Trump, E. Jean Carroll

Trump liable of sexual abuse, to pay $5m for battery, defamation

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A Manhattan federal jury found that Donald Trump sexually abused E. Jean Carroll

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E. Jean Carroll with friends

in a luxury department store dressing room in the spring of 1996 and awarded her $5 million for battery and defamation.

Carroll alleged Trump raped her in the Bergdorf Goodman department store and then defamed her when he denied her claim, said she wasn’t his type and suggested she made up the story to boost sales of her book. Trump denied all wrongdoing. He does not face any jail time as a result of the civil verdict.

While the jury found that Trump sexually abused her, sufficient to hold him liable for battery, the jury did not find that Carroll proved he raped her, CNN reports.

Carroll filed the lawsuit last November under the “New York State Adult Survivors Act,” a state bill which opened a look-back window for sexual assault allegations like Carroll’s with long-expired statutes of limitation.

Trump did not attend the trial. Like any defendant in a civil case, he was not required to appear in court for trial or any proceedings and has a right not to testify in his own defense.

Carroll left the courthouse after the verdict without speaking to reporters.

Trump, on his social media site Truth Social, called the jury’s verdict a “total disgrace” and said it was “continuation of the greatest witch hunt of all time.” He repeated his claim he did not know who Carroll was.

The verdict comes as the 2024 Republican presidential primary field takes shape, with Trump as the early frontrunner.

His potential rivals, including Florida Gov. Ron DeSantis, have so far criticized Trump on electability grounds but have stayed away from the former president’s legal troubles — including Carroll’s allegations and the Manhattan probe into a hush money scheme.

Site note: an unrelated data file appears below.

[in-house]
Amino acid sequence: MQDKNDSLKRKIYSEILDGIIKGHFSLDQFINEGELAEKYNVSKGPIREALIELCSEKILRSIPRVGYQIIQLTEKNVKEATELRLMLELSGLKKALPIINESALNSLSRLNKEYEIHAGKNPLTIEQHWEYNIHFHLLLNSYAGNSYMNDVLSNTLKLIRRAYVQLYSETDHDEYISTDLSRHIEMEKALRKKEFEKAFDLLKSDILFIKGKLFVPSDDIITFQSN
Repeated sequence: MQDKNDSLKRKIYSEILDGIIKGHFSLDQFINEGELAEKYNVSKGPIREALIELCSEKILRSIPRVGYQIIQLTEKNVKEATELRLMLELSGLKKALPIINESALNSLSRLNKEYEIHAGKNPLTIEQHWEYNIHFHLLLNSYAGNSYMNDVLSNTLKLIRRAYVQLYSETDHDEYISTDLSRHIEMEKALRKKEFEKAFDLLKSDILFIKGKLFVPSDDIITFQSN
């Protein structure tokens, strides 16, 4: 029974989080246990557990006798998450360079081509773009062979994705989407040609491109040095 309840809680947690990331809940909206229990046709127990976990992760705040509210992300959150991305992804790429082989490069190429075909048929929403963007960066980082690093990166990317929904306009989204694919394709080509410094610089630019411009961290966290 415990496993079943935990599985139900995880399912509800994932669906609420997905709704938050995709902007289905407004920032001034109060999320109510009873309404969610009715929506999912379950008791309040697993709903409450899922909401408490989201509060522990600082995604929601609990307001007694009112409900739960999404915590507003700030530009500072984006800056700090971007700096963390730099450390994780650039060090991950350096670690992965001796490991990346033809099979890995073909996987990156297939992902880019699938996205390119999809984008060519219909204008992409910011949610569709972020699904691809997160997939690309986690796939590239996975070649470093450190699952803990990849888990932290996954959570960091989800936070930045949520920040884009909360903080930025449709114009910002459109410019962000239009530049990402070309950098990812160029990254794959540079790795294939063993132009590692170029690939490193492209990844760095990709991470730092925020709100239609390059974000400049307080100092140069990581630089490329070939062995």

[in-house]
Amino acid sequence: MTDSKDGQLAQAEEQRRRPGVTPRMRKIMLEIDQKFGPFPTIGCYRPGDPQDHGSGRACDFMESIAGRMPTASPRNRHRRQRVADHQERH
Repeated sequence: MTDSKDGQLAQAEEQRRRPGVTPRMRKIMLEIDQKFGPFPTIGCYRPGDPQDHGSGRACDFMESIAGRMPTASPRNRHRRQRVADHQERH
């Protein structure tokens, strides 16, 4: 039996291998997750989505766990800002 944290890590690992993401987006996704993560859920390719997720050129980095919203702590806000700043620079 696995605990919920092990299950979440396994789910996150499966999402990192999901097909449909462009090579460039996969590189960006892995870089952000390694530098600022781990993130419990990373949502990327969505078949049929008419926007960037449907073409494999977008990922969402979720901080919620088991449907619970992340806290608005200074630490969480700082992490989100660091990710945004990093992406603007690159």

That reluctance to attack Trump over allegations stems from his ability to survive scandals that would have doomed most politicians — including the 2016 release of the “Access Hollywood” tape, in which he bragged that stars can “do anything” to women.

But as his legal troubles mount, with probes in New York, Washington, DC, and Georgia still underway and primary debates set to begin in August, Trump’s goodwill with GOP voters will again be tested in the coming months.

Judge Lewis Kaplan dismissed the jury after the verdict and informed them they are now allowed to identify themselves publicly if they choose. However, the judge suggested they remain silent.

“My advice to you is not to identify yourselves. Not now and not for a long time,” Kaplan said. “If you’re one who elects to speak to others and to identify yourselves to others, I direct you not to identify anyone else who sat on this jury. Each of you owes that to the other whatever you decided for yourself.”

As the verdict was read, Carroll held onto the hand of her attorney Shawn Crowley. She looked relieved and appeared to rock forward. They exchanged smiles with each other as the clerk read through each of the counts going in her favor.

After the judge dismissed the jury, Trump attorney Joe Tacopina walked over the Carroll and shook her hand. He also shook the hands of her attorneys.

Carroll and her lead attorney Roberta Kaplan (no relation to Judge Kaplan) embraced each other’s shoulders. They exited together.

Carroll testimony

On the stand last week, Carroll testifying in chilling detail about what happened in 1996.

“I’m here because Donald Trump raped me, and when I wrote about it, he said it didn’t happen,” Carroll testified. “He lied and shattered my reputation, and I’m here to try to get my life back.”

Carroll acknowledged she is a registered Democrat and thinks Trump is “evil” and “vile” and was a terrible president, but testified that her political views have nothing to do with her pursuit of this lawsuit.

“I’m not settling a political score,” Carroll said. “I’m settling a personal score because he called me a liar repeatedly and it really has decimated my reputation. I’m a journalist — the one thing I have to have is the trust of the readers.”

Carroll’s attorney Michael Ferrara asked why she didn’t go public with her allegations when Trump first ran for president.

“I noticed that the more women who came forward to accuse him, the better he did in the polls,” she said.

Tacopina, in cross examination, repeatedly asked questions about why Carroll did not scream during the approximately 3-minute alleged attack

“I’m not a screamer,” Carroll responded. “I was too much in panic to scream.”

“You can’t beat up on me for not screaming,” she told the defense lawyer. “Women who don’t come forward, one of the reasons they don’t come forward is they are asked why they didn’t scream. Some women scream, some women don’t. It keeps women silent.”

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